Paterson's advocacy for gay marriage has helped secure his popularity with progressives downstate. But with gay marriage legislation unlikely to pass this year, Paterson apparently worried that appointing a senator with a weak record on gay issues would further erode his record and threaten that support.

Gillibrand would seem to have been far from ideal in that respect. As late as the day before her selection, she had the lowest rating of all of New York's Democratic representatives from the LGBT advocacy group the Human Rights Campaign, which gave her dismal marks for her opposition to gay marriage, the repealing of "Don't Ask, Don't Tell," and legislation to grant same-sex partners of U.S. citizens and permanent residents the same immigration benefits of married couples.

As  Gillibrand called Quinn and Van Capelle, Paterson went about the business of delivering bad news to the other candidates. But he kept one candidate as an alternate. Even after midnight, Randi Weingarten, the openly gay teacher's union leader, had still not been told by the governor that she was out of the running. While Weingarten, whose mother is very ill, waited to hear if she would be the next Senator, Van Capelle and Quinn had apparently extracted enough guarantees from Gillibrand to give their support. With that obstacle cleared, Paterson could pick Gillibrand. He called her at around 2 a.m.

The morning of Gillibrand's selection, Van Capelle released the following statement. "After talking to Kirsten Gillibrand, I am very happy to say that New York is poised to have its first U.S. Senator who supports marriage equality for same-sex couples," said Van Capelle. "She also supports the full repeal of the federal DOMA (Defense of Marriage Act) law, repeal of Don't Ask Don't Tell (DADT) and passage of legislation outlawing discrimination against transgender people. While we had a productive discussion about a whole range of LGBT concerns, I was particularly happy to hear where she stands on these issues."

Hours later, during a press conference to introduce herself as the state's next senator, Gillibrand stood on a stage with many of the state's elected officials and, to reporters and television cameras, stated a position on gay issues that seemed to go further than Clinton before her and Chuck Schumer, standing next to her. "I will strive for marriage equality," she said.

January 28, 2009

Impact of affirmative action quotas for women as political candidates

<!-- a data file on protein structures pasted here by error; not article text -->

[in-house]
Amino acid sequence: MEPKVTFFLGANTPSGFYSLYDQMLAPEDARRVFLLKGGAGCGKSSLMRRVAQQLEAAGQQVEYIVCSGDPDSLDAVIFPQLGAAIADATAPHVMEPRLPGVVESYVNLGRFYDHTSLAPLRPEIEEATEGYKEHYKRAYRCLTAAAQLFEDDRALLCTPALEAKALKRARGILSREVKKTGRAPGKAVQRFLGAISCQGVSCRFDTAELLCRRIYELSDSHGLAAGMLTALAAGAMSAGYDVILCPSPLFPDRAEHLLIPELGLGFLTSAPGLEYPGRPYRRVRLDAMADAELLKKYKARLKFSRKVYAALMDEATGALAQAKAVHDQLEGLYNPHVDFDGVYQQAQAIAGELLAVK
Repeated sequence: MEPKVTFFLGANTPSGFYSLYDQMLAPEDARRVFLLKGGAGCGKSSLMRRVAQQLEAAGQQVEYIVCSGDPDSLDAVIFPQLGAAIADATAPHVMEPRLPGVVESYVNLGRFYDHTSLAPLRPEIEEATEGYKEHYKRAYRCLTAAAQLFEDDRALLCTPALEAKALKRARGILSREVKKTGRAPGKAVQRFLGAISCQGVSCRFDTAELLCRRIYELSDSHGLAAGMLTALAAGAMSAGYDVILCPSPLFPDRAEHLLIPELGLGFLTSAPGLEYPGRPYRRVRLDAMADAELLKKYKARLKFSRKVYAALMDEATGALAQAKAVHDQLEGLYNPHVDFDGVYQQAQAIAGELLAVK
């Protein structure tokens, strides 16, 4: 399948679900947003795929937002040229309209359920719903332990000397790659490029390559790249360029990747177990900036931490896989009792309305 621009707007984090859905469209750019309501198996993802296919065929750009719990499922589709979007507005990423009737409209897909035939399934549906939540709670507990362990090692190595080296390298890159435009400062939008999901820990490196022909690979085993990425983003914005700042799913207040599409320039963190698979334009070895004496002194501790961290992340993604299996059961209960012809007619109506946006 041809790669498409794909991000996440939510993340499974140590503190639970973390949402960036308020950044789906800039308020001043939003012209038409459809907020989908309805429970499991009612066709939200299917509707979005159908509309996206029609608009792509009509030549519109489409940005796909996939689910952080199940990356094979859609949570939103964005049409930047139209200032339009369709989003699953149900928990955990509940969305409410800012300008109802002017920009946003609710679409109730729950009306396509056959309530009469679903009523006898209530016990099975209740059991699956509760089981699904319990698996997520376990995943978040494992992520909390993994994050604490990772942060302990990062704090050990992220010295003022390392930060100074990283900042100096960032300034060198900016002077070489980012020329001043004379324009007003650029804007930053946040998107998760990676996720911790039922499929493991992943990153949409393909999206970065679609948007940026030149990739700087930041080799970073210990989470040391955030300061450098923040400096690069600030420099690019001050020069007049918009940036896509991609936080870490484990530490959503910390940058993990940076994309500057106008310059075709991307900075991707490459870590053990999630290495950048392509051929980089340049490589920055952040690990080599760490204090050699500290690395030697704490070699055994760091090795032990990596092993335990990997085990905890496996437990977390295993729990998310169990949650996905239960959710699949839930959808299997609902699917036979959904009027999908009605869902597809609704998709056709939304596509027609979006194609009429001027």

The authors of this online essay conclude that while they don't change deep-seated norms, quotas for women in politics work to achieve greater numbers of elected women officials:

While women have the legal right to equal participation in politics in almost every country around the world, they remain vastly underrepresented in local and national politics. As of July 2006, women accounted for only 17% of parliamentarians worldwide, and a woman headed the government in only seven countries (UNICEF, 2007). These numbers vary dramatically by region. In 2004, the highest share of female parliamentarians was found in the Nordic countries (39.7%), while the lowest was in the Arab States (6%).1

Can public policy alter this? Over a hundred countries around the world have introduced some sort of affirmative action policies for women in public office (Dahlerup, 2006). Many European countries, in particular, have such policies, although usually, the only requirement is that women make up half of the candidates. A study of France (Frechette, Maniquet and Morelli, 2007) suggested such policies may not help women gain seats (today, there are only 18% of women in the national assembly in France). In contrast, Rwanda, where a 30% gender quota has been mandated since 2003, has just become the first country in 2008 where female parliamentarians make up the majority of the legislative assembly.

How might quotas work?

One reason to expect quotas to have a long-term impact on the electoral outcomes for women is that they force voters to observe women in political leadership positions. If women, on average, perform better than anticipated by voters, then voters will be more willing to elect women candidates in future elections, even in the absence of quotas.

Work in social psychology (mainly based on laboratory experiments in the US) suggests that group stereotypes affect individual perceptions of the effectiveness of women as leaders (Huddy and Terkildsen, 1993; Eagly and Karau, 2002). In the field of politics, it would suggest that pre-existing social norms that associate leadership with men may make it harder for women to enter the political arena. The lack of exposure to female leaders would, in turn, perpetuate biased perceptions of female leader effectiveness. Regardless of competence, if women leaders are presumed to be ineffective, their chance of successfully participating in politics is slim.